Of course, many people won’t be upgrading to the iPhone 4S from the iPhone 4, due to those pesky two-year phone contracts that cell carriers insist on. But a whole lot of people will be upgrading from two-year-old iPhone 3GSes. 3GS users will see an even larger speed increase, of course. The 4S had more than double the score on the GeekBench testing app, and loaded a test webpage in a third of the time.
 

And finally, MG Siegler of Tech Crunch talks about the new features in iOS that Android and webOS users have been enjoying for ages:
 
The best addition to iOS 5 is the revamped Notifications system. Yes, it’s a bit like the system that Android and webOS have had for a while, but once again, Apple took their time to make sure they did this right. Gone are the annoying blue pop-ups that would get lost when another notification came in. Now you have a full-on notification center to keep track of everything you miss when you’re away from your phone or simply not in the mood to check it. Again, having used it for a few months now, I’m spoiled. There is no way I could go back to the old system…
 
But the biggest change of iOS 5 may be that you can now setup and manage your iOS device without having to use a PC or a Mac at all. When you boot up a new device, a short tutorial walks you through how to enable the services you wish to use, and activate your phone. It’s quick and painless.
 
You can also now use iCloud to back up your phone and for the don’t-call-it-syncing of your data. iTunes in the Cloud and Photo Stream are great additions for people who simply do not want to manage content through the iTunes desktop software. Apple comes closer to an “it just works” system than anything I’ve seen previously. Regular people will be able to use this.
 
 
The iPhone 4S is definitely a step up for those that are still clinging to an iPhone 3G or iPhone 3GS according to the reviews, but those that are using an iPhone 4 probably won't see much reason to upgrade. Also, the lack of a larger screen or faster connectivity options like LTE aren't going to win over anyone that is firmly entrenched in the Android camp.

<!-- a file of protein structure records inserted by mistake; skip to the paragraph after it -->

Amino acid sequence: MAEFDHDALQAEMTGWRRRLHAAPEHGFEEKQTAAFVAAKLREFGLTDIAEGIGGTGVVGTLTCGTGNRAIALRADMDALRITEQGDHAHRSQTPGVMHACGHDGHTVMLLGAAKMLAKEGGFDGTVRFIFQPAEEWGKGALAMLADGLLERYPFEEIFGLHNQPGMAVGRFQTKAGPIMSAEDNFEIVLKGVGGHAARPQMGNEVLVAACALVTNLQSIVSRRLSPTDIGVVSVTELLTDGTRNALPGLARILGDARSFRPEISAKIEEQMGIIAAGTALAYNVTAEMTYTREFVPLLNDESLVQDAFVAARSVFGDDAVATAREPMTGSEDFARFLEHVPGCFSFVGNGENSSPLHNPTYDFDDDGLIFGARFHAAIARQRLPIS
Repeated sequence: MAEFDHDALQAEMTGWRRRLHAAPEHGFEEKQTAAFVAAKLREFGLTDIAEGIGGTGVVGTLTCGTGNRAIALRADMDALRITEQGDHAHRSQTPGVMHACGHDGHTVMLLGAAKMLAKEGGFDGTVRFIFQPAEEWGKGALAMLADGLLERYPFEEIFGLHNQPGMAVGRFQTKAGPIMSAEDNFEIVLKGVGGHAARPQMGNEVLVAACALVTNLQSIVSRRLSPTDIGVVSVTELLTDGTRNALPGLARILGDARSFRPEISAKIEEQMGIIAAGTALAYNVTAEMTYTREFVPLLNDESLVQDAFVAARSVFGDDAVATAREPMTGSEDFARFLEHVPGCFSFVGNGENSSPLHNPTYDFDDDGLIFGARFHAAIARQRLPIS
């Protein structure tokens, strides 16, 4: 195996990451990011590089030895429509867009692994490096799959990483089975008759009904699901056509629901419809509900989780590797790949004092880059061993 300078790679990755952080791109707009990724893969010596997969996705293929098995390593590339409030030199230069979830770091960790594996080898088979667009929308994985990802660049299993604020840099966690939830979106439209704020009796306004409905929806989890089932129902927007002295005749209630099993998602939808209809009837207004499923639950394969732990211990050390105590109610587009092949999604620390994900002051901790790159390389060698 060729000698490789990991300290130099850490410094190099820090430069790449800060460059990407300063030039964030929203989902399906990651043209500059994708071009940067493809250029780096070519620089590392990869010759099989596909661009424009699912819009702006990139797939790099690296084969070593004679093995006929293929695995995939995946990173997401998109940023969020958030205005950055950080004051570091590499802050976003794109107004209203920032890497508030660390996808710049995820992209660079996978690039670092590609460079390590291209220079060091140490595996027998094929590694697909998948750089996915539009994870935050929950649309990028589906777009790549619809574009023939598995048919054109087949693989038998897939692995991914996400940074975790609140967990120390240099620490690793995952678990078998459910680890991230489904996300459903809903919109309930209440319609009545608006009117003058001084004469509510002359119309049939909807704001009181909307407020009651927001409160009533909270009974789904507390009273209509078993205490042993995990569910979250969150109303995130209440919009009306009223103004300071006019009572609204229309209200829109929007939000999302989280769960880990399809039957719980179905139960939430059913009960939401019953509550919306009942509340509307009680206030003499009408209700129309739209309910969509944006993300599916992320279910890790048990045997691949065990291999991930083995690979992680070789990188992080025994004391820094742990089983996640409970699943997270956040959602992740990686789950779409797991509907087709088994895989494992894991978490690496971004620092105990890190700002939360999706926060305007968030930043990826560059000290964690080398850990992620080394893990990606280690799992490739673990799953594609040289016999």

As Apple's early pre-order numbers show, the iPhone "brand" is still a force to be reckoned with -- we'll just have to keep our eyes peeled to see how the sales numbers for the iPhone 4S hold out in the long-term.

Sources: The Verge, AllThingsD, TechCrunch, AnandTech



Comments     Threshold


This article is over a month old, voting and posting comments is disabled

By TakinYourPoints on 10/13/2011 4:49:46 PM , Rating: 2
Right, which is why I spend so much time talking up Windows Phone 7 as well....

I would get WP7 way before Android, easy. Android is a trash OS, sorry dude. Apple and Microsoft have done a great job focusing on performance and user experience. Google has apparently been a-ok delivering an inconsistent experience thanks to wildly varying hardware and too much carrier control, and they still haven't optimized OS performance properly. It is insane that WP7 and iOS on 2010 hardware is still smoother than Android on newer hardware.

Seems Google is more concerned with just getting it on as many devices as possible so they can serve ad views to people who can pat themselves on the back for being on an "open" platform. It is hard for me to like Android until they get their act together.


"Nowadays, security guys break the Mac every single day. Every single day, they come out with a total exploit, your machine can be taken over totally. I dare anybody to do that once a month on the Windows machine." -- Bill Gates














botimage
Copyright 2014 DailyTech LLC. - RSS Feed | Advertise | About Us | Ethics | FAQ | Terms, Conditions & Privacy Information | Kristopher Kubicki